DE69924683T2 (en) * 1998-09-07 2005-09-15 Medison Co., Ltd. A method for transmitting focus setting for plane waves
EP1119779A1 (en) * 1998-10-12 2001-08-01 Marconi Electronic Systems Limited System for detection of objects in the ground
WO2001018561A3 (en) * 1999-09-08 2001-06-14 Witten Technologies Inc Ground penetrating radar array and timing circuit
US6679847B1 (en) * 2002-04-30 2004-01-20 Koninklijke Philips Electronics N.V. Synthetically focused ultrasonic diagnostic imaging system for tissue and flow imaging
US7548185B2 (en) 2005-09-30 2009-06-16 Battelle Memorial Institute Interlaced linear array sampling technique for electromagnetic wave imaging
FR2977681A1 (en) 2011-07-06 2013-01-11 Claude Chekroun Device for detecting at least one object buried in a pile and method implemented in such a device
FR2977683B1 (en) * 2011-07-06 2016-01-15 Claude Chekroun An apparatus for detecting objects such as mines

Citations (3)

* Cited by examiner, † Cited by third party
Publication number Priority date Publication date Assignee Title
US3178711A (en) * 1959-08-06 1965-04-13 North American Aviation Inc High resolution scanning radar
US5182562A (en) * 1990-03-09 1993-01-26 Deutsche Forschungsanstalt Fur Luft- Und Raumfahrt Forward looking radar
US5339080A (en) * 1993-04-08 1994-08-16 Coleman Research Corporation Earth-penetrating synthetic image radar

Family Cites Families (3)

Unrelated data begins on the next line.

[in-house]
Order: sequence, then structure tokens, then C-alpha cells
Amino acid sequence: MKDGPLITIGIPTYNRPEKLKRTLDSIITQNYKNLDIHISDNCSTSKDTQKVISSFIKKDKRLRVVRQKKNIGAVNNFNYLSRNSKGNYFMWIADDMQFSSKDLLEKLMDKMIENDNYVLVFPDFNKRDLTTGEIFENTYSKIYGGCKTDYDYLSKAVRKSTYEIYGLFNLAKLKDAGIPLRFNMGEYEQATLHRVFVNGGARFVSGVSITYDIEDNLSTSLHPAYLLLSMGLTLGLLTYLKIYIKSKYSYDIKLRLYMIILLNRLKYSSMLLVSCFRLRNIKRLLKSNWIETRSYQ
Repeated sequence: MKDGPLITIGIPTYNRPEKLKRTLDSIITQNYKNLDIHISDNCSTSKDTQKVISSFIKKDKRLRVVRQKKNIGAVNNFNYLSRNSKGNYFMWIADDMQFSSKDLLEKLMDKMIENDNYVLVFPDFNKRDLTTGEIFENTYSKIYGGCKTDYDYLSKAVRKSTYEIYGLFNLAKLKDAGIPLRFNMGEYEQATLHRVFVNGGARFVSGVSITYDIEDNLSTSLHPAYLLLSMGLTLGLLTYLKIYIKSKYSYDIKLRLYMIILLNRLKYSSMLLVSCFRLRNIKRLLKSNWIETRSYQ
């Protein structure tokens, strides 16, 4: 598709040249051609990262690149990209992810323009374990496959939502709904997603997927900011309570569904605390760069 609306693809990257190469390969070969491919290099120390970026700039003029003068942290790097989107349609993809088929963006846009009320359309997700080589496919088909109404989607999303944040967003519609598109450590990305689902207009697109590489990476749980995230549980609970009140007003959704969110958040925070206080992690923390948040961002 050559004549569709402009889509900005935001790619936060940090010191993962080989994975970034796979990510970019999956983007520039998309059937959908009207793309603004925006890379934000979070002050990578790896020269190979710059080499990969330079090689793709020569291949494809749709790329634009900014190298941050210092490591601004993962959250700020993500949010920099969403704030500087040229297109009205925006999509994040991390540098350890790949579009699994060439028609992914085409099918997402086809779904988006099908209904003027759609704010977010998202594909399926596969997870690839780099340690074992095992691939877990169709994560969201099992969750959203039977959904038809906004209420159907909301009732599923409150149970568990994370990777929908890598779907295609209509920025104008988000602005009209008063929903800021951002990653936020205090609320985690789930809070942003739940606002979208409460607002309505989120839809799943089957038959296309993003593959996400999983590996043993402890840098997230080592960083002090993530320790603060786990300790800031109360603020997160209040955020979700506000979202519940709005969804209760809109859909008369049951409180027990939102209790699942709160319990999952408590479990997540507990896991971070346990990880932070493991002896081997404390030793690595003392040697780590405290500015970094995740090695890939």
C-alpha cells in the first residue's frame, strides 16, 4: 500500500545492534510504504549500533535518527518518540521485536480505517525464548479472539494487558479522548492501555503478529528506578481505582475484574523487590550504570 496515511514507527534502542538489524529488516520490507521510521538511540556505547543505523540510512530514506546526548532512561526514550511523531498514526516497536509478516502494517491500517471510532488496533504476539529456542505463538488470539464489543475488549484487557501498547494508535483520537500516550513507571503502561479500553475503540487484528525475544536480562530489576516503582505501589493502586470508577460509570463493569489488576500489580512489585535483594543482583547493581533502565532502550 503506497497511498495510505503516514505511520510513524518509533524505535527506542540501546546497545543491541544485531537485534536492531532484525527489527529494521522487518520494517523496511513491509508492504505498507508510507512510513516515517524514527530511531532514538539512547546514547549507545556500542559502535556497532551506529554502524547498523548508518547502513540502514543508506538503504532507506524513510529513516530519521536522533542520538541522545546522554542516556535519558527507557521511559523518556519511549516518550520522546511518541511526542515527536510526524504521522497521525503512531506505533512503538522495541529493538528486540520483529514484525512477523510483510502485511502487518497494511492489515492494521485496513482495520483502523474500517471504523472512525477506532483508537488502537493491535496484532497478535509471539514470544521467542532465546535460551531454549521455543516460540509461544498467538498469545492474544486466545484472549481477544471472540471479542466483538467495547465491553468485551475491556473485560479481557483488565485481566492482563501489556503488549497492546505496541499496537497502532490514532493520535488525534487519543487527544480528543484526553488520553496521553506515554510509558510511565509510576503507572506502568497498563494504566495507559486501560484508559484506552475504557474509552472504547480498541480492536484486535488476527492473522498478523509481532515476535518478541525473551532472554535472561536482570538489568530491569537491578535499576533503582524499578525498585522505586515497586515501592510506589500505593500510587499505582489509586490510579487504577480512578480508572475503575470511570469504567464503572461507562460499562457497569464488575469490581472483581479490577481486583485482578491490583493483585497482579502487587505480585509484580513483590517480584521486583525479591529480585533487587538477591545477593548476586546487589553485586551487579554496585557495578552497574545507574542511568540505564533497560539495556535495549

* Cited by examiner, † Cited by third party
Publication number Priority date Publication date Assignee Title
DE2203442C2 (en) * 1972-01-25 1974-04-11 Standard Elektrik Lorenz Ag Radio navigation system with cyclic pulse by a radiation emitter line to the azimuth or elevation determination
GB2034554B (en) * 1978-11-09 1982-12-15 Emi Ltd Holographic imaging using electromagnetic waves
GB8825435D0 (en) * 1988-10-31 1988-12-29 Cross T E Detection of non metallic material

Patent Citations (3)

* Cited by examiner, † Cited by third party
Publication number Priority date Publication date Assignee Title
US3178711A (en) * 1959-08-06 1965-04-13 North American Aviation Inc High resolution scanning radar
US5182562A (en) * 1990-03-09 1993-01-26 Deutsche Forschungsanstalt Fur Luft- Und Raumfahrt Forward looking radar
US5339080A (en) * 1993-04-08 1994-08-16 Coleman Research Corporation Earth-penetrating synthetic image radar

Cited By (102)

* Cited by examiner, † Cited by third party
Publication number Priority date Publication date Assignee Title
US6424597B1 (en) * 1998-11-27 2002-07-23 Commissariat A L'energie Atomique Multielements ultrasonic contact transducer
US9551785B1 (en) * 1999-04-07 2017-01-24 James L. Geer Method and apparatus for the detection of objects using electromagnetic wave attenuation patterns
US6496137B1 (en) * 1999-09-19 2002-12-17 Mala Geoscience Ab Ground penetrating radar array and timing circuit
US6417805B1 (en) * 1999-10-21 2002-07-09 General Electric Company Three-dimensional channel sounder for DTV receivers
US6741201B1 (en) * 1999-11-24 2004-05-25 Technische Universiteit Delft Ground penetrating radar system and method for detecting an object on or below a ground surface
US20040155810A1 (en) * 2000-09-08 2004-08-12 Witten Technologies, Inc. Method and apparatus for identifying buried objects using ground penetrating radar
US6700526B2 (en) 2000-09-08 2004-03-02 Witten Technologies Inc. Method and apparatus for identifying buried objects using ground penetrating radar